Hobbs Hospital offers a range of imaging services. Our imaging technologists are certified with advanced registries and are focused on your safety and comfort.
Our imaging and radiology teams work with doctors, nurses and other clinicians to deliver care. Our digital imaging technology allows doctors to access test results immediately, so treatment can begin more quickly.
We offer a variety of imaging services delivered by knowledgeable technologists, including:
Hobbs Hospital uses imaging technology that may detect breast cancer at the earliest stages, when treatment can be most effective. The combination of caring technologists and imaging technology allows us to deliver quality care.
Mammography is an X-ray exam of the breasts used to screen for or diagnose breast cancer. Hobbs Hospital offers digital imaging technology for mammograms. With digital technology, radiologists can zoom in on particular areas or change brightness or contrast for even greater visibility, and results can be read immediately. It offers numerous benefits to women, including:
- Improved accuracy of screening exams, especially for women with dense breast tissue
- Less radiation exposure
- Greater image quality, reducing the need for repeat exams
A breast ultrasound is often used to further evaluate an abnormality found during a mammogram. Ultrasound allows doctors to see the area closest to the chest wall, which can be difficult to see using mammography. This technology also helps doctors determine whether a breast lump is filled with fluid (a cyst) or is a solid mass.
Appointments are on a first-come, first-served basis. An order from a physician or qualified healthcare provider is required. All mammogram reports will be sent to the physician/provider, and the patient is responsible for follow-up. Check with your insurance provider to confirm coverage for a screening mammogram.
Patients who are self-pay, uninsured, or underinsured should contact our financial counselors regarding exclusive pricing for mammograms. To speak with a financial counselor, call 575-492-5191.
A CT or CAT (computed tomography) scan combines X-ray and computer technology to show highly detailed, 3-D images of any part of the body, including bones, muscles, fat, organs and blood vessels. Scans can also be performed using a contrast solution (either swallowed or injected) to make tissues and vessels more visible.
Hobbs Hospital utilizes advanced 64-slice CT technology that can capture images of a beating heart in five heartbeats, an organ in one second, and perform a whole body scan in 10 seconds. This technology results in less radiation exposure for patients, and can be used to examine a wider range of conditions - everything from exams of the heart, spine, lungs and colon, to advanced techniques such as angiography, virtual colonoscopy and radiation therapy planning.
MRI (magnetic resonance imaging) is a diagnostic procedure that combines a powerful magnet, radio waves and computer technology to provide detailed images of tissues, muscles, nerves and bones. Because MRI uses magnetic force and radio waves to create images, there is no radiation exposure during the procedure. MRI is often used instead of CT to study soft tissues or organs because bones do not obscure the organs and soft tissues as they do with CT imaging.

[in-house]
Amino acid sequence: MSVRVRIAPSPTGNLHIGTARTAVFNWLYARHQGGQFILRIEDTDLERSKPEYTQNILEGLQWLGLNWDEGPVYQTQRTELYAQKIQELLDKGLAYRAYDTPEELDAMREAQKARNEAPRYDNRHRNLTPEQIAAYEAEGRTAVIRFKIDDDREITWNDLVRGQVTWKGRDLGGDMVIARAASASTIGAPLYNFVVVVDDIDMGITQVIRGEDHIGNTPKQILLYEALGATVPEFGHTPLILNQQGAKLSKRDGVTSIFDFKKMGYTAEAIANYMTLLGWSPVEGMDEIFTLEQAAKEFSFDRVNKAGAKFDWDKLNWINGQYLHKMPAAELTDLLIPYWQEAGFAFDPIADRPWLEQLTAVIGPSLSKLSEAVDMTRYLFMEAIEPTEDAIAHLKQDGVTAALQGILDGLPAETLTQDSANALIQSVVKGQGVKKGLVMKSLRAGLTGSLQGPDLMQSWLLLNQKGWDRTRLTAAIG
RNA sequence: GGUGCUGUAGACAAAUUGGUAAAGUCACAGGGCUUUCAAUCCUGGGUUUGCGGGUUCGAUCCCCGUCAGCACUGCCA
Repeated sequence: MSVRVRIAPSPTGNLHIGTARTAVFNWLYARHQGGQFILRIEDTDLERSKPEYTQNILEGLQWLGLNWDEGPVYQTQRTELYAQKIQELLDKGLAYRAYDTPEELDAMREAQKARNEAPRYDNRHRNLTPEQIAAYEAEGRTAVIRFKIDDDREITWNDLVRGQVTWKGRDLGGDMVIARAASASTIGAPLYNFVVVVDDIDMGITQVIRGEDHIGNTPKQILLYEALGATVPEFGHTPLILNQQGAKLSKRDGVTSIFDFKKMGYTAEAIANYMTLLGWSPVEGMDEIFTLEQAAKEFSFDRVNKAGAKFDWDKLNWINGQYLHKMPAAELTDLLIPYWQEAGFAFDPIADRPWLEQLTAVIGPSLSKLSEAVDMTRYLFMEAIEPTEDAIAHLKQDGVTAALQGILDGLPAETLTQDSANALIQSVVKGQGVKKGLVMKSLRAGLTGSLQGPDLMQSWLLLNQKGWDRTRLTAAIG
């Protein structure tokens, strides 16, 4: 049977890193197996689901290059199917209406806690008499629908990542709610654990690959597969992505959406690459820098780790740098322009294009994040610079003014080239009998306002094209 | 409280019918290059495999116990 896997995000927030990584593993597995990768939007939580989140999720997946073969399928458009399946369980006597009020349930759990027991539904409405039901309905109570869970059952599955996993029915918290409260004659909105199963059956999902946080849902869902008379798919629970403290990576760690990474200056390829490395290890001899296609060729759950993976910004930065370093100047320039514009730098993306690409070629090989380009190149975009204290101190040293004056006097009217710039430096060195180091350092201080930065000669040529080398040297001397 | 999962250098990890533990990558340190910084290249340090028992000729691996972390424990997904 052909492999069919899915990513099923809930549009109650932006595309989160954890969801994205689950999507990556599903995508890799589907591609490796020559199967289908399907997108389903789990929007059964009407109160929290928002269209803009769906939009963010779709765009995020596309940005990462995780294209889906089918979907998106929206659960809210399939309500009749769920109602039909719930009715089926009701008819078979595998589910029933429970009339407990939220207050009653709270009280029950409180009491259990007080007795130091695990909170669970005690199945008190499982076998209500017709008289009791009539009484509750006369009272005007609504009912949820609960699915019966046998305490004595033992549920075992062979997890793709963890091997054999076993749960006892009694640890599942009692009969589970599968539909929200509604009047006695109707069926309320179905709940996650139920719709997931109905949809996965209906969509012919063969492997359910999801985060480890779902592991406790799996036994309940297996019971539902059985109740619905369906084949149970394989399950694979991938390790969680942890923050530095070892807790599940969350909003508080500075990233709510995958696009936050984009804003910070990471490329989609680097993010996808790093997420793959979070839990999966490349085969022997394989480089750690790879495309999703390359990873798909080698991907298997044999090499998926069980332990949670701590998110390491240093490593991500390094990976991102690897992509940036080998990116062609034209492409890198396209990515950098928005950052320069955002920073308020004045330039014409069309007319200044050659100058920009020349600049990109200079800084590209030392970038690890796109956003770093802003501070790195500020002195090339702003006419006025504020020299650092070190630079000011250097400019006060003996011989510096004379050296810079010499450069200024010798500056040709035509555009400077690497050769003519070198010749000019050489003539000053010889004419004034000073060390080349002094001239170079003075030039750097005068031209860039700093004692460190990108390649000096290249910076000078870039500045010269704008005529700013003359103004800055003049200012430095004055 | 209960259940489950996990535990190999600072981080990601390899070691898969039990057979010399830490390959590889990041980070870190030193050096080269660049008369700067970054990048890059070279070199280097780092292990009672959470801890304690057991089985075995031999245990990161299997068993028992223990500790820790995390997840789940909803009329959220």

Ultrasound (or sonography) uses reflected sound waves to create real-time images of soft tissues, including muscles, blood vessels and organs. Because sound waves are used, there is no radiation exposure during this procedure.
Although most commonly used to examine the fetus during pregnancy, it is also an effective tool for monitoring blood flow using Doppler ultrasound technology. Ultrasound can be used to discover abnormalities in organs, and detect narrowed arteries, clotted veins, or growths such as tumors and cysts.
X-rays use invisible electromagnetic energy beams to produce images of internal tissues, bones and organs on film or digital media. Standard X-rays are performed for many reasons, including diagnosing tumors or bone injuries. X-ray technology is used in many types of diagnostic procedures, such as arteriograms, computed tomography (CT) scans and fluoroscopy. Hobbs Hospital uses digital and computerized radiography in these treatments, which replaces traditional film with cartridges that can be loaded onto a computer and viewed instantly, meaning a faster, more accurate diagnosis.
During an X-ray, different parts of the body allow varying amounts of X-ray beams to pass through:
- Soft tissues in the body (such as blood, skin, fat and muscle) allow most of the X-ray to pass through and appear dark gray on the film or digital media.
- A bone or a tumor, which is denser than soft tissue, allows only a few of the X-rays to pass through and appears white on the X-ray. At a break in a bone, the X-ray beam passes through the broken area and appears as a dark line in the white bone.